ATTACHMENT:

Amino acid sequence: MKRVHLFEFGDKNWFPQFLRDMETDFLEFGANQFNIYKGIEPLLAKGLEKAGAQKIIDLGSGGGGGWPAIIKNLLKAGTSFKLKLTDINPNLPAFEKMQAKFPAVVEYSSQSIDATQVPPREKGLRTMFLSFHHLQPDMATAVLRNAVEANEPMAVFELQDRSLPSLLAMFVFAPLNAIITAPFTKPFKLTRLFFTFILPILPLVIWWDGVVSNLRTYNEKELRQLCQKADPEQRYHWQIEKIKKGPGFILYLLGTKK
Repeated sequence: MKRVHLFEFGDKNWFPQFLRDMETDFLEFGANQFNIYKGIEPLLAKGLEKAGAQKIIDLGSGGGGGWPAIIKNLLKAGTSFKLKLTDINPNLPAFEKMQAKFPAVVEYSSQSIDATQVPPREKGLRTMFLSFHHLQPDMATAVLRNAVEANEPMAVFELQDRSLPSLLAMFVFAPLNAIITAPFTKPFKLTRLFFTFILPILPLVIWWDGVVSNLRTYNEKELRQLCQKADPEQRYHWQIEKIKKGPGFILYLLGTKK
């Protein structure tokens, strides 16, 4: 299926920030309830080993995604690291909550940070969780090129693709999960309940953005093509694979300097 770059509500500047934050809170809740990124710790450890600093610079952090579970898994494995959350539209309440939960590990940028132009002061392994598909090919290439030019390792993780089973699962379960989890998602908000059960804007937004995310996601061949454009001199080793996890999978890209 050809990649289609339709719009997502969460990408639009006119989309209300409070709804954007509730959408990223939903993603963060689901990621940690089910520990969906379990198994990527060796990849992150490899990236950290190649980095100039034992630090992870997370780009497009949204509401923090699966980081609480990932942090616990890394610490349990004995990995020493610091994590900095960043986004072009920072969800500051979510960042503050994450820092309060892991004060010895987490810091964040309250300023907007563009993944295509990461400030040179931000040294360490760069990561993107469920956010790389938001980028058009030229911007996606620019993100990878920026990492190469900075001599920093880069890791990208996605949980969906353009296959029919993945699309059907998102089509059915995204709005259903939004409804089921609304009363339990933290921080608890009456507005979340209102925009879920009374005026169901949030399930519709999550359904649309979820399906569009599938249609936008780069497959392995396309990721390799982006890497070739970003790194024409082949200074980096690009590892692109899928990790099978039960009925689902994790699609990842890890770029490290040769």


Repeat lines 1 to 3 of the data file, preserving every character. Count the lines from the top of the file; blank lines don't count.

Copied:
Amino acid sequence: MKRVHLFEFGDKNWFPQFLRDMETDFLEFGANQFNIYKGIEPLLAKGLEKAGAQKIIDLGSGGGGGWPAIIKNLLKAGTSFKLKLTDINPNLPAFEKMQAKFPAVVEYSSQSIDATQVPPREKGLRTMFLSFHHLQPDMATAVLRNAVEANEPMAVFELQDRSLPSLLAMFVFAPLNAIITAPFTKPFKLTRLFFTFILPILPLVIWWDGVVSNLRTYNEKELRQLCQKADPEQRYHWQIEKIKKGPGFILYLLGTKK
Repeated sequence: MKRVHLFEFGDKNWFPQFLRDMETDFLEFGANQFNIYKGIEPLLAKGLEKAGAQKIIDLGSGGGGGWPAIIKNLLKAGTSFKLKLTDINPNLPAFEKMQAKFPAVVEYSSQSIDATQVPPREKGLRTMFLSFHHLQPDMATAVLRNAVEANEPMAVFELQDRSLPSLLAMFVFAPLNAIITAPFTKPFKLTRLFFTFILPILPLVIWWDGVVSNLRTYNEKELRQLCQKADPEQRYHWQIEKIKKGPGFILYLLGTKK
């Protein structure tokens, strides 16, 4: 299926920030309830080993995604690291909550940070969780090129693709999960309940953005093509694979300097 770059509500500047934050809170809740990124710790450890600093610079952090579970898994494995959350539209309440939960590990940028132009002061392994598909090919290439030019390792993780089973699962379960989890998602908000059960804007937004995310996601061949454009001199080793996890999978890209 050809990649289609339709719009997502969460990408639009006119989309209300409070709804954007509730959408990223939903993603963060689901990621940690089910520990969906379990198994990527060796990849992150490899990236950290190649980095100039034992630090992870997370780009497009949204509401923090699966980081609480990932942090616990890394610490349990004995990995020493610091994590900095960043986004072009920072969800500051979510960042503050994450820092309060892991004060010895987490810091964040309250300023907007563009993944295509990461400030040179931000040294360490760069990561993107469920956010790389938001980028058009030229911007996606620019993100990878920026990492190469900075001599920093880069890791990208996605949980969906353009296959029919993945699309059907998102089509059915995204709005259903939004409804089921609304009363339990933290921080608890009456507005979340209102925009879920009374005026169901949030399930519709999550359904649309979820399906569009599938249609936008780069497959392995396309990721390799982006890497070739970003790194024409082949200074980096690009590892692109899928990790099978039960009925689902994790699609990842890890770029490290040769």